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MY AUSTIN: REMEMBERING
THE TEENS AND TWENTIES

Purchase Book
by EMMETT SHELTON, SR.
1st edition, March 1994, paperback, 84 pages,  $10.95
ISBN 978-0-89641-268-2  Review Cart

 


Emmett Shelton's life spans the first automobile on Austin's streets, the first airplane in its sky to man's walking on the moon. He remembers Haley's Comet in 1910, the construction of the Congress Avenue Bridge in 1912 and reading about the first shots of World War I.

My Austin: Remembering the Teens and Twenties begins with a brief history of how Austin was chosen to be the new Capitol of the Republic of Texas. The construction of the Capitol building brought many artisans to Austin to build what was then recognized as the "seventh largest structure in the world." Emmett writes about the people, businesses, churches and schools which made up South Austin in the early teens and twenties. Then he crosses the river and acquaints the reader with the people, businesses, churches and schools "in town." He compares the racially integrated South Austin community to the segregation across the river. He relates Booker T. Washington's appearance at Wooldridge Park, the Ku Klux Klan incidents at the Baptist Church in South Austin, and some of the the political problems with Governor Jim Ferguson and The University of Texas. My Austin: Remembering the Teens and Twenties is filled with personal incidents which often escape the pens of historians.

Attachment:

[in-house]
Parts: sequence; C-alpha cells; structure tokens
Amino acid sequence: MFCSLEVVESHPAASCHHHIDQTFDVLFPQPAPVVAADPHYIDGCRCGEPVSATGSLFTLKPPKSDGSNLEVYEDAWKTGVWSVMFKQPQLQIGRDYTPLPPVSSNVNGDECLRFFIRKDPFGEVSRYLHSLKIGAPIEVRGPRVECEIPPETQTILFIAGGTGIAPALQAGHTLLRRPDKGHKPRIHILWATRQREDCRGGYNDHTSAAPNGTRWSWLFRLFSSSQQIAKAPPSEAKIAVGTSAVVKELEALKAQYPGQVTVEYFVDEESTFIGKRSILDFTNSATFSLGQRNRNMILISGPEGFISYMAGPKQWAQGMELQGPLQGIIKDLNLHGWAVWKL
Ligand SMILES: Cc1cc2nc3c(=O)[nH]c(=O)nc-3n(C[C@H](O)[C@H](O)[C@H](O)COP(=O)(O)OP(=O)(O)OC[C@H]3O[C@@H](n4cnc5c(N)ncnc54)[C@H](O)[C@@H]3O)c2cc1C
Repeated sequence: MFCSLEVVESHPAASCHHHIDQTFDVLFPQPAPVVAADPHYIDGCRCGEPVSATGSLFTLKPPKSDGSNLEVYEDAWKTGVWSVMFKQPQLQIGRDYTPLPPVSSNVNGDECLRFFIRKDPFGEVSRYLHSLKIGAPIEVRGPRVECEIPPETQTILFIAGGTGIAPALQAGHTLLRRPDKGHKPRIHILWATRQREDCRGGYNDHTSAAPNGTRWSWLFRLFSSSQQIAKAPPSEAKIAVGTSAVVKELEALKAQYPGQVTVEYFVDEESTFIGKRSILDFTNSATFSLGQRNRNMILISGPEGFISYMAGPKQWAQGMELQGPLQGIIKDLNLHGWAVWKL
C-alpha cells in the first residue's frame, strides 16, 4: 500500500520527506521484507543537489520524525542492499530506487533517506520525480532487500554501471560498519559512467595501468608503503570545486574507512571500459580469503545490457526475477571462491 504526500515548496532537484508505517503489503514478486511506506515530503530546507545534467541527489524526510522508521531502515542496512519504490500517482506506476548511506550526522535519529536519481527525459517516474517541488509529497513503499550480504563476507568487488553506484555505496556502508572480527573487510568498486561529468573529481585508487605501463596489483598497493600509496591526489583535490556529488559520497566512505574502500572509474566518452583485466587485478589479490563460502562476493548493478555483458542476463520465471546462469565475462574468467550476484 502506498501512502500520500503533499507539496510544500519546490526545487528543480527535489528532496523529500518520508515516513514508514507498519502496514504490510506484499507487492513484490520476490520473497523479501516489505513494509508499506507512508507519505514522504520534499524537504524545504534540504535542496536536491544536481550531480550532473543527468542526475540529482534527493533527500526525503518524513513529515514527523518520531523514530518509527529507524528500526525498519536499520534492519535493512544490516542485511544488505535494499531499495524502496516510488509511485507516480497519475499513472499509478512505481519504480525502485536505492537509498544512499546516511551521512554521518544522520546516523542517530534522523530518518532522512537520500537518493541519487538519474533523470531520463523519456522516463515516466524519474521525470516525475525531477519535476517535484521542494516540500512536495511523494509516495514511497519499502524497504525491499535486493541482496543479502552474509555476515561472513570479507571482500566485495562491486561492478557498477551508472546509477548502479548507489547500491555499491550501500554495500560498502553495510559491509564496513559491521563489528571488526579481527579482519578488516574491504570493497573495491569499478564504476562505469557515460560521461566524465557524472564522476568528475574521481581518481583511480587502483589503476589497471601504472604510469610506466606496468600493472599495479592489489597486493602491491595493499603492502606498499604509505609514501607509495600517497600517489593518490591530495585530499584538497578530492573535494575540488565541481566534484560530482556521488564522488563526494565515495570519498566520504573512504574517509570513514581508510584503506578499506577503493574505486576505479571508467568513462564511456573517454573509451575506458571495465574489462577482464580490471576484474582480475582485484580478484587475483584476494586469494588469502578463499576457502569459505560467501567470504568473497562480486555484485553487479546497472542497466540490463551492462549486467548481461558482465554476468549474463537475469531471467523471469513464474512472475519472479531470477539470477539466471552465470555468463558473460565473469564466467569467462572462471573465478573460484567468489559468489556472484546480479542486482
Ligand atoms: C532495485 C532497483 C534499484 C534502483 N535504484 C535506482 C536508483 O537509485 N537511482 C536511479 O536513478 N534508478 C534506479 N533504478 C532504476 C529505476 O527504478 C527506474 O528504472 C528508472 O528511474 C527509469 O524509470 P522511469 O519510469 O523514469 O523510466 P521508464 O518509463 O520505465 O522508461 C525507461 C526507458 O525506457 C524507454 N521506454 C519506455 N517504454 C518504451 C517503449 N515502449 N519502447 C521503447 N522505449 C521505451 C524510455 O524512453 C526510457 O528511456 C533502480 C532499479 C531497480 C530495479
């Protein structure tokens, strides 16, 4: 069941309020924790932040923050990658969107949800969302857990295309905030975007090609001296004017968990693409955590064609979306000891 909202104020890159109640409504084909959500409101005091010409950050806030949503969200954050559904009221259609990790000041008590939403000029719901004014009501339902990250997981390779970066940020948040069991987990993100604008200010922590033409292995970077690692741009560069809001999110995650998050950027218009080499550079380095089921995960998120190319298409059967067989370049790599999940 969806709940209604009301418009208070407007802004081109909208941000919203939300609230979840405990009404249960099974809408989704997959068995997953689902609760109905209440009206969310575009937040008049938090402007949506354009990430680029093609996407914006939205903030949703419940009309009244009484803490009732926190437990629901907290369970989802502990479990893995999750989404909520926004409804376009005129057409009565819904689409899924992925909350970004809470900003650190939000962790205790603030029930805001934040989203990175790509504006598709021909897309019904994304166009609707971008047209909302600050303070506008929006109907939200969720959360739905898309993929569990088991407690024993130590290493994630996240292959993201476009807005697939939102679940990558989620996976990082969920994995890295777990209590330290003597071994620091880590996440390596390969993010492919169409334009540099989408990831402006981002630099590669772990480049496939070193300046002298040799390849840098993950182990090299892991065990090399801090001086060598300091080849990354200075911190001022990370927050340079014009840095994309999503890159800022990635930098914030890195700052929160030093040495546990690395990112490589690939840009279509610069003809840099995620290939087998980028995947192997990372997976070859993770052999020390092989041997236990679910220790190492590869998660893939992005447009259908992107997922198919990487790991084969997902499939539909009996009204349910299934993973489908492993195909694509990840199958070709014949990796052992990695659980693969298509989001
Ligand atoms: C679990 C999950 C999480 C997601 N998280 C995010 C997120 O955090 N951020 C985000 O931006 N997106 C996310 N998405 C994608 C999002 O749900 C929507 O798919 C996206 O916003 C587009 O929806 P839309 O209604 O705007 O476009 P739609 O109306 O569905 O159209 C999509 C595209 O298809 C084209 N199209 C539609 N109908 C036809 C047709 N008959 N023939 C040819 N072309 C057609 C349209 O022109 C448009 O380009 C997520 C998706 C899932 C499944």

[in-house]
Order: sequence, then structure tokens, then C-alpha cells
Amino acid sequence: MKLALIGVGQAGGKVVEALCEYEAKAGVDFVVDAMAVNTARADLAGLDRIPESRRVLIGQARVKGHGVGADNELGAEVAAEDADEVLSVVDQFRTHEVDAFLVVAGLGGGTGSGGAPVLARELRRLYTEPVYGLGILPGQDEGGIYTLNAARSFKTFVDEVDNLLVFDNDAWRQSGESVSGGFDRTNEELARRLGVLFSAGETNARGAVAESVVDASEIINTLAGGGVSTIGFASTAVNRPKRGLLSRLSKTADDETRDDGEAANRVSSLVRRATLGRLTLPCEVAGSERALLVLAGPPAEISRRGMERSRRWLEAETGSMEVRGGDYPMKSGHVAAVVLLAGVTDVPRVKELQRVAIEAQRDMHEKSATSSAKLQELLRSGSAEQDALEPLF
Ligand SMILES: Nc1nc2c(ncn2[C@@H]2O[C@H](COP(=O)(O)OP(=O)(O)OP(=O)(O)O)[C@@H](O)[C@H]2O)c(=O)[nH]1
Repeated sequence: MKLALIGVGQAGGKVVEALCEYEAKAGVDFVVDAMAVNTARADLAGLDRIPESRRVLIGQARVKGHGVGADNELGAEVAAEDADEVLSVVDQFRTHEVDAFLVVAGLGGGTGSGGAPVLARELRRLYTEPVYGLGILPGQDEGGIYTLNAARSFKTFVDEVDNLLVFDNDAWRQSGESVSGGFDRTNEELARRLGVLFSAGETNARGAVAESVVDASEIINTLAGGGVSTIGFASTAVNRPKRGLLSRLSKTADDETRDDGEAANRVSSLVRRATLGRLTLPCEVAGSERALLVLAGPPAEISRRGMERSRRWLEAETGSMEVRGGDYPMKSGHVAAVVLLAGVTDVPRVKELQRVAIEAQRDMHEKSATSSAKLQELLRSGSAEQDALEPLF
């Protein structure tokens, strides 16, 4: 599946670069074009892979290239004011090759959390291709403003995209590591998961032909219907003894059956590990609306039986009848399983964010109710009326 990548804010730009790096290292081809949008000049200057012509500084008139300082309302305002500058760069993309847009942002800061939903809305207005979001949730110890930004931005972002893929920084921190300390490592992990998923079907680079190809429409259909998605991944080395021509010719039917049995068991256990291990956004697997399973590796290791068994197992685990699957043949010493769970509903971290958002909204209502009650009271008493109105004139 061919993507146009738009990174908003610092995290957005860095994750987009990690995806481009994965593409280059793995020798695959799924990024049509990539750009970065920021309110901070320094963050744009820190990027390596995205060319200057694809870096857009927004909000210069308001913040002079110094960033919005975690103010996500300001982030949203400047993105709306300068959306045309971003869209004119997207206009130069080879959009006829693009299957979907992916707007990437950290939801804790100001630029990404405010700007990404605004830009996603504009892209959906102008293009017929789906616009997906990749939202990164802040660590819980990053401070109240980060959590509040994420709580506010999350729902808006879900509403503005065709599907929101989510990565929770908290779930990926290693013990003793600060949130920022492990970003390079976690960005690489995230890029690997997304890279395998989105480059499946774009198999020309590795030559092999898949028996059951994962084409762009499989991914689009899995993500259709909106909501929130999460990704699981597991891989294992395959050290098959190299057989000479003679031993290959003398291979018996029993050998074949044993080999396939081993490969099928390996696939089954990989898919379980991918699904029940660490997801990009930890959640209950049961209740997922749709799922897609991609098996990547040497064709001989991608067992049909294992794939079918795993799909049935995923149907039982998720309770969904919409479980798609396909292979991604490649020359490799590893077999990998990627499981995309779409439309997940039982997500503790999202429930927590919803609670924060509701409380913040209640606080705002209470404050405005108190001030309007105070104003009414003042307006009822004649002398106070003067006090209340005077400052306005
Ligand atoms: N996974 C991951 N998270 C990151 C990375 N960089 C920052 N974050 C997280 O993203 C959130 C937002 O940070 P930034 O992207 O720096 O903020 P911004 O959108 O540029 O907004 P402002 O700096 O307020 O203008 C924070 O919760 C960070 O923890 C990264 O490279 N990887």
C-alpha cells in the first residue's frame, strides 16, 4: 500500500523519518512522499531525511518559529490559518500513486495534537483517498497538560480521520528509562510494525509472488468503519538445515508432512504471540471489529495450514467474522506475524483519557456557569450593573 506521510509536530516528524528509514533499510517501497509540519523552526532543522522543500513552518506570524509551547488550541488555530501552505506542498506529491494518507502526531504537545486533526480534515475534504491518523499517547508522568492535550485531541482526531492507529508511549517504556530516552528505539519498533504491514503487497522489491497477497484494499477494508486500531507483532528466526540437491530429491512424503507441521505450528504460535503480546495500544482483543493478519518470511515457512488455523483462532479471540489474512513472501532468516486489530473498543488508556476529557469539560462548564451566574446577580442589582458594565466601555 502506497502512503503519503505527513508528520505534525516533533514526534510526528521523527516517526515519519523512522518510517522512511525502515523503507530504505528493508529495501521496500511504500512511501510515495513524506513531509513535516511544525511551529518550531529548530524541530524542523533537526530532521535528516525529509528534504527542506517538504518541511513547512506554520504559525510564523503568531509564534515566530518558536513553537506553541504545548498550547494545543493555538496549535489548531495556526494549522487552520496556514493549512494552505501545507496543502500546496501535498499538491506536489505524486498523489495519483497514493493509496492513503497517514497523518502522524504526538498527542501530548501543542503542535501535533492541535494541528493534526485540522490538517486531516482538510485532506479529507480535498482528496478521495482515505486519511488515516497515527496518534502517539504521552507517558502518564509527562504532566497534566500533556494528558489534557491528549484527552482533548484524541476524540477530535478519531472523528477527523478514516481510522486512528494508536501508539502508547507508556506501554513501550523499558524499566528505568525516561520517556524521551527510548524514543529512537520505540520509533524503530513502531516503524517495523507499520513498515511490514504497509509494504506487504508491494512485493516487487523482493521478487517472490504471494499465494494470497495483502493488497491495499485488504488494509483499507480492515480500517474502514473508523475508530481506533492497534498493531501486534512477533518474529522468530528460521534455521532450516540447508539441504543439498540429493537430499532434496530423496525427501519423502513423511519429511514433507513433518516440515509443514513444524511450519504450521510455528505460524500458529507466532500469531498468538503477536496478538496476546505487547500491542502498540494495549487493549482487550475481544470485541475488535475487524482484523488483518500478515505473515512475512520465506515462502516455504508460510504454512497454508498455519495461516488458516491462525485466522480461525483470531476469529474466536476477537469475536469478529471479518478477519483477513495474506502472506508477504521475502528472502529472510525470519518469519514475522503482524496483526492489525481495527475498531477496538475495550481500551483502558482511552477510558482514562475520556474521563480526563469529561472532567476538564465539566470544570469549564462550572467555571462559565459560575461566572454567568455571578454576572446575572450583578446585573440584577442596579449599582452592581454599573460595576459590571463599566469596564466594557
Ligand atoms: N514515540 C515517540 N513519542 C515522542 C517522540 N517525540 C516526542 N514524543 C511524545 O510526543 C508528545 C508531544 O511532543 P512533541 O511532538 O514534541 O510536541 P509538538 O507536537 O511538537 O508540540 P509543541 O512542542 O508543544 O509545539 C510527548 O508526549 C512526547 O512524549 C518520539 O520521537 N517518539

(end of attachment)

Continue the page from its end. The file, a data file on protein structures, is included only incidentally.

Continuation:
About the Author

Emmett Shelton, Sr., was born in 1905 on Liveoak Street in South Austin. He began his formal education at Fulmore School in 1912 and graduated from Austin High School in 1921. After he received his Bachelor of Science degree from Southwest Texas State Teachers College in 1925, he entered The University of Texas School of Law where he received his law degree in 1928 and began practicing law in Austin. Emmett joined the U.S. Marine Corp in 1944 at the age of 39. He saw combat in the South Pacific and attained the rank of Captain. In the 1930s Emmett became involved in local politics and real estate development. In 1953 he founded the Village of West Lake Hills and has watched it grow into a community of over 4,000 citizens. The bridge over Town Lake at Red Bud Trail was named in his honor. While attending school in San Marcos, Emmett played on twelve athletic teams, football, basketball and track and was awarded ten letters. Emmett is now a member of the Athletic Hall of Honor and a Distinguished Alumnus of Southwest Texas State University. In the mid seventies, Emmett lost his sight. At that time he began recording the incidents of his life including many stories about Austin and its people. This is the first book in his series My Austin.


 

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